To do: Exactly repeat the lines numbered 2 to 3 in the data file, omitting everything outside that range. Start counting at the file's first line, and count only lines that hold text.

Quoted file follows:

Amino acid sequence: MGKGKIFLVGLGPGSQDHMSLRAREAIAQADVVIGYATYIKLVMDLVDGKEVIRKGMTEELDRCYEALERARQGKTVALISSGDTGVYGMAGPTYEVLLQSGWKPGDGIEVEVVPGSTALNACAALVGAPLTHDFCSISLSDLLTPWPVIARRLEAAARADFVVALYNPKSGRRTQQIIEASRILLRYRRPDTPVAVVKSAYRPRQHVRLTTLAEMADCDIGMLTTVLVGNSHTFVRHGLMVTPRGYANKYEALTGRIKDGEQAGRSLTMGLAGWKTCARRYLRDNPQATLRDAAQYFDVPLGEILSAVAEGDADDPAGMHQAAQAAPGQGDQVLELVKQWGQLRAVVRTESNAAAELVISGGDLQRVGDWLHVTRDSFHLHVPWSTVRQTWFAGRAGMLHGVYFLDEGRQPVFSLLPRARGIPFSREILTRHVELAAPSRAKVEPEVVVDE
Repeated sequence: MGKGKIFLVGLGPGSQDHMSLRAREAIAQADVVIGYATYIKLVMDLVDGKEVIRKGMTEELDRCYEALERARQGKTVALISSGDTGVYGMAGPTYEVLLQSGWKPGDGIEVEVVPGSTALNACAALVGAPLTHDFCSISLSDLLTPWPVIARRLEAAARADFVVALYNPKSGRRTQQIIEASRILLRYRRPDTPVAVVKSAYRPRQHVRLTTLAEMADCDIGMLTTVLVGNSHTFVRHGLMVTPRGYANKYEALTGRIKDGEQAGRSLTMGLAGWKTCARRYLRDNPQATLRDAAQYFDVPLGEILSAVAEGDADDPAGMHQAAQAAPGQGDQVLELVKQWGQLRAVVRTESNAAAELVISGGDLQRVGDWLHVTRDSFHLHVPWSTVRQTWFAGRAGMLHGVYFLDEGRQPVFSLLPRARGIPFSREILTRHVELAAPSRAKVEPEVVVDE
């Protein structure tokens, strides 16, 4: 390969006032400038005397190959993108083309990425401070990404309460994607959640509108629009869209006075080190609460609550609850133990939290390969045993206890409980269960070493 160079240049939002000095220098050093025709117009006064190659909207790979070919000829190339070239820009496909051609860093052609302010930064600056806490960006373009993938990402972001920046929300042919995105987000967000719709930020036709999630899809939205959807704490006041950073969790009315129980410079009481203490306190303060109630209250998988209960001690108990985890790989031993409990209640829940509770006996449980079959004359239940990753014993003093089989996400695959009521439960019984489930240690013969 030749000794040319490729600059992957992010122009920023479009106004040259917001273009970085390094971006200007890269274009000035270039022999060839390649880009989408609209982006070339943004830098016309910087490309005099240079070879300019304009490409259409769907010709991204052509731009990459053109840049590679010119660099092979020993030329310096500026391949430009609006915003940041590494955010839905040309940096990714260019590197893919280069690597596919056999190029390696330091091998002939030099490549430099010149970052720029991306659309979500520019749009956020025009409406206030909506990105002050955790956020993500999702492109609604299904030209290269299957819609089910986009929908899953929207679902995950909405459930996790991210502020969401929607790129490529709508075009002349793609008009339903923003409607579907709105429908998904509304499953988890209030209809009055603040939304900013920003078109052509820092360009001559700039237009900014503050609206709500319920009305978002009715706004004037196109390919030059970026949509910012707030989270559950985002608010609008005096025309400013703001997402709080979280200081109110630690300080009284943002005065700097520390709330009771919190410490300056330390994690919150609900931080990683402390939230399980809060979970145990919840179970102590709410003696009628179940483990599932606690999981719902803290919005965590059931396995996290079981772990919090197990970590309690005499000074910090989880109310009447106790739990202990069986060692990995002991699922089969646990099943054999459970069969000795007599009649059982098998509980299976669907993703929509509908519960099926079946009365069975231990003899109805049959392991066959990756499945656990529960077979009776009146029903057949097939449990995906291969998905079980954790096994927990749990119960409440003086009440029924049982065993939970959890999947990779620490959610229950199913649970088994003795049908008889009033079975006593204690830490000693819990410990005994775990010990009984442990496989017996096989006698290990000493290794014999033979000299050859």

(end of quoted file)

Repeated sequence: MGKGKIFLVGLGPGSQDHMSLRAREAIAQADVVIGYATYIKLVMDLVDGKEVIRKGMTEELDRCYEALERARQGKTVALISSGDTGVYGMAGPTYEVLLQSGWKPGDGIEVEVVPGSTALNACAALVGAPLTHDFCSISLSDLLTPWPVIARRLEAAARADFVVALYNPKSGRRTQQIIEASRILLRYRRPDTPVAVVKSAYRPRQHVRLTTLAEMADCDIGMLTTVLVGNSHTFVRHGLMVTPRGYANKYEALTGRIKDGEQAGRSLTMGLAGWKTCARRYLRDNPQATLRDAAQYFDVPLGEILSAVAEGDADDPAGMHQAAQAAPGQGDQVLELVKQWGQLRAVVRTESNAAAELVISGGDLQRVGDWLHVTRDSFHLHVPWSTVRQTWFAGRAGMLHGVYFLDEGRQPVFSLLPRARGIPFSREILTRHVELAAPSRAKVEPEVVVDE
């Protein structure tokens, strides 16, 4: 390969006032400038005397190959993108083309990425401070990404309460994607959640509108629009869209006075080190609460609550609850133990939290390969045993206890409980269960070493 160079240049939002000095220098050093025709117009006064190659909207790979070919000829190339070239820009496909051609860093052609302010930064600056806490960006373009993938990402972001920046929300042919995105987000967000719709930020036709999630899809939205959807704490006041950073969790009315129980410079009481203490306190303060109630209250998988209960001690108990985890790989031993409990209640829940509770006996449980079959004359239940990753014993003093089989996400695959009521439960019984489930240690013969 030749000794040319490729600059992957992010122009920023479009106004040259917001273009970085390094971006200007890269274009000035270039022999060839390649880009989408609209982006070339943004830098016309910087490309005099240079070879300019304009490409259409769907010709991204052509731009990459053109840049590679010119660099092979020993030329310096500026391949430009609006915003940041590494955010839905040309940096990714260019590197893919280069690597596919056999190029390696330091091998002939030099490549430099010149970052720029991306659309979500520019749009956020025009409406206030909506990105002050955790956020993500999702492109609604299904030209290269299957819609089910986009929908899953929207679902995950909405459930996790991210502020969401929607790129490529709508075009002349793609008009339903923003409607579907709105429908998904509304499953988890209030209809009055603040939304900013920003078109052509820092360009001559700039237009900014503050609206709500319920009305978002009715706004004037196109390919030059970026949509910012707030989270559950985002608010609008005096025309400013703001997402709080979280200081109110630690300080009284943002005065700097520390709330009771919190410490300056330390994690919150609900931080990683402390939230399980809060979970145990919840179970102590709410003696009628179940483990599932606690999981719902803290919005965590059931396995996290079981772990919090197990970590309690005499000074910090989880109310009447106790739990202990069986060692990995002991699922089969646990099943054999459970069969000795007599009649059982098998509980299976669907993703929509509908519960099926079946009365069975231990003899109805049959392991066959990756499945656990529960077979009776009146029903057949097939449990995906291969998905079980954790096994927990749990119960409440003086009440029924049982065993939970959890999947990779620490959610229950199913649970088994003795049908008889009033079975006593204690830490000693819990410990005994775990010990009984442990496989017996096989006698290990000493290794014999033979000299050859």